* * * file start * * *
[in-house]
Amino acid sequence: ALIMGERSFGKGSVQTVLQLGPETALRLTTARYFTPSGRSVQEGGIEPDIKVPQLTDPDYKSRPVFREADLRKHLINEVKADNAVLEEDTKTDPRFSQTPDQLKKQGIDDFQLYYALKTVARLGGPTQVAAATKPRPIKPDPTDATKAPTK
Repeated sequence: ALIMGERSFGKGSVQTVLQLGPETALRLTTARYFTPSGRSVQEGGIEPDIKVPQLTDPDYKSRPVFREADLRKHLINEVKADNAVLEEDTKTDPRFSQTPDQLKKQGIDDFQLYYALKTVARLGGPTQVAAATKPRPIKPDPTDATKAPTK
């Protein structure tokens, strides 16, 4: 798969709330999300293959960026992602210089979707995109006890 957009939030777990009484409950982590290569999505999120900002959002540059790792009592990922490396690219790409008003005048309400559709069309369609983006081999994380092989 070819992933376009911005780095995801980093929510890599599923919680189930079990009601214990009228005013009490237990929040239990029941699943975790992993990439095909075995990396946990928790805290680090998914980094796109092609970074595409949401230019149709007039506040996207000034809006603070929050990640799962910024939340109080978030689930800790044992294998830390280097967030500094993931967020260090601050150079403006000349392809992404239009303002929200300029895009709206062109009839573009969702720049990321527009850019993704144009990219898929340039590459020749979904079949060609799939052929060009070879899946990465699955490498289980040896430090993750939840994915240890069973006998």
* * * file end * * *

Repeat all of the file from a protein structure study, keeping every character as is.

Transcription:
[in-house]
Amino acid sequence: ALIMGERSFGKGSVQTVLQLGPETALRLTTARYFTPSGRSVQEGGIEPDIKVPQLTDPDYKSRPVFREADLRKHLINEVKADNAVLEEDTKTDPRFSQTPDQLKKQGIDDFQLYYALKTVARLGGPTQVAAATKPRPIKPDPTDATKAPTK
Repeated sequence: ALIMGERSFGKGSVQTVLQLGPETALRLTTARYFTPSGRSVQEGGIEPDIKVPQLTDPDYKSRPVFREADLRKHLINEVKADNAVLEEDTKTDPRFSQTPDQLKKQGIDDFQLYYALKTVARLGGPTQVAAATKPRPIKPDPTDATKAPTK
């Protein structure tokens, strides 16, 4: 798969709330999300293959960026992602210089979707995109006890 957009939030777990009484409950982590290569999505999120900002959002540059790792009592990922490396690219790409008003005048309400559709069309369609983006081999994380092989 070819992933376009911005780095995801980093929510890599599923919680189930079990009601214990009228005013009490237990929040239990029941699943975790992993990439095909075995990396946990928790805290680090998914980094796109092609970074595409949401230019149709007039506040996207000034809006603070929050990640799962910024939340109080978030689930800790044992294998830390280097967030500094993931967020260090601050150079403006000349392809992404239009303002929200300029895009709206062109009839573009969702720049990321527009850019993704144009990219898929340039590459020749979904079949060609799939052929060009070879899946990465699955490498289980040896430090993750939840994915240890069973006998």